As horrible as it is, sexual abuse is not the only kind of abuse that can destroy lives. My family was torn apart and destroyed by a thief, Dawn McSweeney, aided and abetted by the Montreal Police.
When you are attacked and robbed, you would expect the police to help you. In my case, when I was being attacked and I managed to call 911, Montreal Police came and helped the THIEF.
My aged parents and my siblings and I were betrayed from all sides. Because of the actions of the Montreal Police, no one would help me.
These crimes destroyed my family and my health. I have been fighting for justice night and day since the day of the attack, October 7, 1996. My immune system was severely compromised by the endless stress.
I am battling cancer while I continue to fight for justice.
Montreal, Quebec, Canada
Marlene Jennings, Canadian Member of Parliament and Quebec Deputy Police Ethics Commissioner stated at two public meetings in Montreal -
"Mrs. Carter's rights were violated three times."
See report below.
Allan MacMaster thought of a lost soul on Thursday and wept.
The Tory MLA for Inverness delivered a powerful speech in the Nova Scotia legislature about the struggles victims of sexual abuse face and the need to provide all the supports possible for people as they try to reclaim their lives.
Being a survivor requires great courage, MacMaster told the legislature, and it is important those who are abused know that they are good people. He named several survivors who asked him to do so.
"Let us give hope to those suffering in silence," MacMaster said.
"Sexual abuse is not a car accident we can look away from because we don't like what we see. We must acknowledge it and we must stop it from happening."
He touched on several matters from Port Hawkesbury involving allegations of abuse through the years, including the local youth band from the 1970s, as well as former businessman Ernest Fenwick MacIntosh. MacIntosh was found guilty on 18 counts of gross indecency and indecent assault after two Nova Scotia Supreme Court trials in 2010, but the Nova Scotia Court of Appeal set aside those convictions.
"Sexual predators go after children and young people to build themselves up to address their own inadequacies," MacMaster said in the House of Assembly in Halifax. "And what do we get in return? At least 15 dead in Inverness County from suicide. Maybe I shouldn't be talking about it, but I say it because it is real. That happened because we could have done more to help those people, we could have done more to protect them."
Using his parliamentary privilege, MacMaster had particularly pointed comments about MacIntosh.
"Fenwick MacIntosh is a psychopath who walks free because our justice system failed to put him in jail for sexually abusing hundreds of boys. This dark soul is now travelling poor countries under the guise of a spice company, once again preying upon the innocent and unsuspecting."
Speaking to reporters later, MacMaster said he started thinking last summer about making the speech after talking to an abuse victim about ways to acknowledge the bravery of people who come forward.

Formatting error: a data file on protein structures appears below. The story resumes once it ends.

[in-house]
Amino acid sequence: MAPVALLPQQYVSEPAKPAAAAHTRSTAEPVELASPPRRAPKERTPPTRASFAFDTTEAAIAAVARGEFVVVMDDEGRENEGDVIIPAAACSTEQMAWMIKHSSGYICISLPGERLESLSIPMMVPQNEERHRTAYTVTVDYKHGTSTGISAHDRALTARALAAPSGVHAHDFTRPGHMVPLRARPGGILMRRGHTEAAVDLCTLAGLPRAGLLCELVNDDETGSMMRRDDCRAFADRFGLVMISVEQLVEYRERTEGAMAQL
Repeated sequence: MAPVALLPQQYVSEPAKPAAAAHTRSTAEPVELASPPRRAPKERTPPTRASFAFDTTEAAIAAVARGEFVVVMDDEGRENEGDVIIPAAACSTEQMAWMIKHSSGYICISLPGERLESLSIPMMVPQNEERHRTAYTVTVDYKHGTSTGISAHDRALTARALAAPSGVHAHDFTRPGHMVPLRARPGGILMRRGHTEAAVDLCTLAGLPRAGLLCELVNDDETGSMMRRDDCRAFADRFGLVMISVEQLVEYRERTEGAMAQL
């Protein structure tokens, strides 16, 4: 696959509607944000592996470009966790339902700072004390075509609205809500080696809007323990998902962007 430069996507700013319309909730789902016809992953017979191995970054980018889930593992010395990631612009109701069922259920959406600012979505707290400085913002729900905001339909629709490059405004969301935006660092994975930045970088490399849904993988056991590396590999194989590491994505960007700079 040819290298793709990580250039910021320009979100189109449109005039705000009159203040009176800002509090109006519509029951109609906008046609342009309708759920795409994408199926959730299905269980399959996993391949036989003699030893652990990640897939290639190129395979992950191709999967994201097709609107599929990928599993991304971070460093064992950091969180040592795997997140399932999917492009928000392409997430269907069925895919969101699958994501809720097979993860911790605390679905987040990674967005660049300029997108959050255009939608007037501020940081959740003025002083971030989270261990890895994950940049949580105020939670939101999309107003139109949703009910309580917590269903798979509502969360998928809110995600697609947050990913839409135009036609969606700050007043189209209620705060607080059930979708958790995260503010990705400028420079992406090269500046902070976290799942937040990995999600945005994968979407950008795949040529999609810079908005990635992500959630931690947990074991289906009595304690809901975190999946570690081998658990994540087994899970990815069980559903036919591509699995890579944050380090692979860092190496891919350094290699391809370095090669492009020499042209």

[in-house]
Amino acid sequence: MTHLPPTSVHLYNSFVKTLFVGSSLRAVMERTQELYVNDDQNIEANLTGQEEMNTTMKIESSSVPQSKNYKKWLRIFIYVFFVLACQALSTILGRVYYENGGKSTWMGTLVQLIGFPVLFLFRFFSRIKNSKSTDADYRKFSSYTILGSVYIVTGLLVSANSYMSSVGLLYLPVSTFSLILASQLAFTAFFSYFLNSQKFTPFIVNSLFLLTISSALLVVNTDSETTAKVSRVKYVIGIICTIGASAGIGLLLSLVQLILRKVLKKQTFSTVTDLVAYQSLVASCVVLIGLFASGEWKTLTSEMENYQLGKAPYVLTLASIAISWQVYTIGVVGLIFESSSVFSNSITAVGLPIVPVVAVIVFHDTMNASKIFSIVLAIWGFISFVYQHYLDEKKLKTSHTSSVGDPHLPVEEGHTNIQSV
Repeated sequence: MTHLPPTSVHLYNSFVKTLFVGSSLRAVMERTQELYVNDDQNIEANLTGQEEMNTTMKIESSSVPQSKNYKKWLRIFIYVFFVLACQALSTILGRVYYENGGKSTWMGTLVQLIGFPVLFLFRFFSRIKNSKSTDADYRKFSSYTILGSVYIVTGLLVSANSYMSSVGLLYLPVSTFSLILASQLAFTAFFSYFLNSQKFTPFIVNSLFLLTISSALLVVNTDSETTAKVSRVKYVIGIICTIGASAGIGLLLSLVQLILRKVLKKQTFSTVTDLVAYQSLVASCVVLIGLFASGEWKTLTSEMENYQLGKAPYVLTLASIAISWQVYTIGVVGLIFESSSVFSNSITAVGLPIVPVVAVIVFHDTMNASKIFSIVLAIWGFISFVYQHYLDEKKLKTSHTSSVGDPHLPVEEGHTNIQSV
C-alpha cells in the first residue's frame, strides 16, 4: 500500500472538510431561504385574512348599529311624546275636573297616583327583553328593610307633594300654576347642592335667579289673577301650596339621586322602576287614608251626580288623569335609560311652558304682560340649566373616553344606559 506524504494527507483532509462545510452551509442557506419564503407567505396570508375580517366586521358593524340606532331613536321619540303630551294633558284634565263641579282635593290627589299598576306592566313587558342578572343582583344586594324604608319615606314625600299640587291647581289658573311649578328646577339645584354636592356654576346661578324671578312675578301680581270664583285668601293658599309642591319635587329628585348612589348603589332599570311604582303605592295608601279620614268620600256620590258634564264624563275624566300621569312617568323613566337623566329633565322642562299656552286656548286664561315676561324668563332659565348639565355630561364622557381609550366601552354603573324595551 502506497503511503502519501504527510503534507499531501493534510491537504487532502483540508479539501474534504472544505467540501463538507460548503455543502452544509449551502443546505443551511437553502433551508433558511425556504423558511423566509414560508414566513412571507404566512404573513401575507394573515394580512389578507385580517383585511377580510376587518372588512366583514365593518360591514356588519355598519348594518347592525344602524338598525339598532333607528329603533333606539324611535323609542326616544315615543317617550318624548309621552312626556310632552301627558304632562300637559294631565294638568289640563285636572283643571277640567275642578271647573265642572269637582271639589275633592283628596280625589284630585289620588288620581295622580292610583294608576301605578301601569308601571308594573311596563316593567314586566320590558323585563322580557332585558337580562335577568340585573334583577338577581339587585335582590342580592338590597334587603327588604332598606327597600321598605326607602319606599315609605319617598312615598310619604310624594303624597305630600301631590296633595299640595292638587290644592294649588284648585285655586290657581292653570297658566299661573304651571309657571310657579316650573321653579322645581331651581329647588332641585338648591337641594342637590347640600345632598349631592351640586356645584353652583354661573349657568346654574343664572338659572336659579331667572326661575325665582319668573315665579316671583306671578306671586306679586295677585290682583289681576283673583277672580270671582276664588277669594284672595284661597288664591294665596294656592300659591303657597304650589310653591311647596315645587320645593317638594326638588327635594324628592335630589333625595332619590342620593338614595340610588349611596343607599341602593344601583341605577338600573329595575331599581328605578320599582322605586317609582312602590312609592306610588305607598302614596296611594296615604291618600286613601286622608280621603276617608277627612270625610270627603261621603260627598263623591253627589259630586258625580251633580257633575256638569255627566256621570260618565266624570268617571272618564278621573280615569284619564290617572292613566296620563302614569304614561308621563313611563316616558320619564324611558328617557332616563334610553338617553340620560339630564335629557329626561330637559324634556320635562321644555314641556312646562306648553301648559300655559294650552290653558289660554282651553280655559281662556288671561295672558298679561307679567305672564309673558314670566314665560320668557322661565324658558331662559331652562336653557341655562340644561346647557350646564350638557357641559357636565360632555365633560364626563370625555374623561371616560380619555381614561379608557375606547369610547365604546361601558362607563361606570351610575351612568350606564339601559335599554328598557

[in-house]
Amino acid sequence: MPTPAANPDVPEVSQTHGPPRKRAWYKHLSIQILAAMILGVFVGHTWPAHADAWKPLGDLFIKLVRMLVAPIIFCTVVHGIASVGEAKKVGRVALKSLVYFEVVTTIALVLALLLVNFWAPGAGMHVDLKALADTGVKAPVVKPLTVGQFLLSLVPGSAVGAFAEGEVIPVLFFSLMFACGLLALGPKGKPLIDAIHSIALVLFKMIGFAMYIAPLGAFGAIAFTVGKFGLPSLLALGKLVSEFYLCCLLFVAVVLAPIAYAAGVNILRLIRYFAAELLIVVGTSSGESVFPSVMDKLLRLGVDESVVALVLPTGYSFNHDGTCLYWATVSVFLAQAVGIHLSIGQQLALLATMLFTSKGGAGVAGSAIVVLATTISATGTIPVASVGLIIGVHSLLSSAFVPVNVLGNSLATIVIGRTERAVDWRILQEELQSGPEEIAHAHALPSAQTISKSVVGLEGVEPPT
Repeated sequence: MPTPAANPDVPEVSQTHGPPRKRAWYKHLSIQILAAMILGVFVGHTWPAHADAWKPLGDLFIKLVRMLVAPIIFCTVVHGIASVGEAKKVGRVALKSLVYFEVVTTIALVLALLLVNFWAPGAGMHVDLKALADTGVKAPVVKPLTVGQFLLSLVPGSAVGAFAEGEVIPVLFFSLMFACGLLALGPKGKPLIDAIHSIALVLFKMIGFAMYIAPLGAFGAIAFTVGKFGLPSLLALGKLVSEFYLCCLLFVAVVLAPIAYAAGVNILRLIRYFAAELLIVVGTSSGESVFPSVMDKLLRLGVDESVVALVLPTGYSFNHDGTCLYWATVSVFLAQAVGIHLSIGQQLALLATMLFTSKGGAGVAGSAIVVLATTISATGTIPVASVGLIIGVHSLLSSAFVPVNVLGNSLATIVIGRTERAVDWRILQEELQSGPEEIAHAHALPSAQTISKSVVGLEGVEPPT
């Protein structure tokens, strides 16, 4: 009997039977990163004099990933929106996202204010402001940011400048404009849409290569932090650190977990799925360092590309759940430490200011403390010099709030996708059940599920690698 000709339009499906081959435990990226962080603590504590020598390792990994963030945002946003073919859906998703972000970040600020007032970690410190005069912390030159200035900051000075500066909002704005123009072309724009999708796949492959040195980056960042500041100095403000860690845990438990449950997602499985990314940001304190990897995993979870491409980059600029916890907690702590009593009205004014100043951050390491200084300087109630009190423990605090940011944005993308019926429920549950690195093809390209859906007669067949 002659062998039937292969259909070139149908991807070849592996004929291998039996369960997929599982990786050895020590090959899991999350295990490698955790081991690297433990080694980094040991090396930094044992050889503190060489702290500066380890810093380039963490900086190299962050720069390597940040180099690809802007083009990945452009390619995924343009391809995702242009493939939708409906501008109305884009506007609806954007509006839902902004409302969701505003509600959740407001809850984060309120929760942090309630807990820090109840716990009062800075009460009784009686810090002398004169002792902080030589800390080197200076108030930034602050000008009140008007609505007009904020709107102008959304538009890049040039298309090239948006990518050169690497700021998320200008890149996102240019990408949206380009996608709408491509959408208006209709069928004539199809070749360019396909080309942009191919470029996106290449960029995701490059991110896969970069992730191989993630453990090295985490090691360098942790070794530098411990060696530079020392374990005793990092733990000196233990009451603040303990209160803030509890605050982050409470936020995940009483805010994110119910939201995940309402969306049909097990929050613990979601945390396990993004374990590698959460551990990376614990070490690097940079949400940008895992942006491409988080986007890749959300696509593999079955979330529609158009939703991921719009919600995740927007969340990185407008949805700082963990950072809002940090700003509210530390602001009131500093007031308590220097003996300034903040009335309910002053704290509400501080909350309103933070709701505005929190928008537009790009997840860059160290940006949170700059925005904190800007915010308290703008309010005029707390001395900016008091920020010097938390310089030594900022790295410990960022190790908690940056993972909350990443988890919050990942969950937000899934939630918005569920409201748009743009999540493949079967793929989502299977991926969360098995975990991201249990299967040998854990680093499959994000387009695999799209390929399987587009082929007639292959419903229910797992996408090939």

"Unfortunately, the justice system wasn't able to do what it could have to put some predators in jail, and I thought, if anything, what we could do is send a message to anybody who has been sexually abused that we care in this legislature and tell them that they are people that should be proud of surviving what they survived and that we stand with them."
On hand for MacMaster's speech was Robert Martin. He said he was abused by MacIntosh and also while a member of the youth band. He applied to the court to have a publication ban on his name lifted. Until now, he has always been referred to in the press by his initials.
"I want the other victims to know that there's a face that belongs to R.M., and I have friends and family, and I'm here if people want to chat about it," he said.
"I don't mind coming out. If I can help other victims, here I am."
Martin said he knows more than a hundred boys who allege they were abused. Most people left the community rather than sticking around, he said. Some are dead. The process of talking with others and sharing stories has provided some comfort, said Martin.
After talking to someone else who said he was abused while in the band, Martin wrote to the school board last summer asking that a tribute to the group be removed from the local school. It was gone within days, he said.
He is sharing these stories so people who are abused know it isn't their fault and it's OK to discuss.
"We want the silence broken and it to be healthy to talk about it."
Martin said he worries that some people may see his situation and not come forward for fear that it won't change anything. He first went to the police when he was 39. Today, he's 57.
What Martin is doing takes great courage, said MacMaster. He said Martin is leading the way by example. It was while talking about the impact abuse has on communities that MacMaster was overcome with emotion.
"I think of one guy that I used to play hockey with that is no longer with us. I didn't know, but I can only imagine what he went through. And nobody knew. And I think we owe it to those people to talk about this so that maybe we can do things so we can stop it from happening."
He said he would like to see a centre established in Nova Scotia, similar to one set up by former NHL player Sheldon Kennedy in Calgary, that co-ordinates services for people who have been sexually abused. Such sites have all of the necessary services under one roof and also prevent victims from having to retell their stories multiple times as they deal with various agencies, said MacMaster.
I SAVED HER LIFE - SHE STOLE MINE
More than 166,000 people around the world
have read these reports,
But there is still
No justice for
VICTIMS OF THE MONTREAL POLICE.
This Criminal Case Will Not Go Away
Until Justice is done.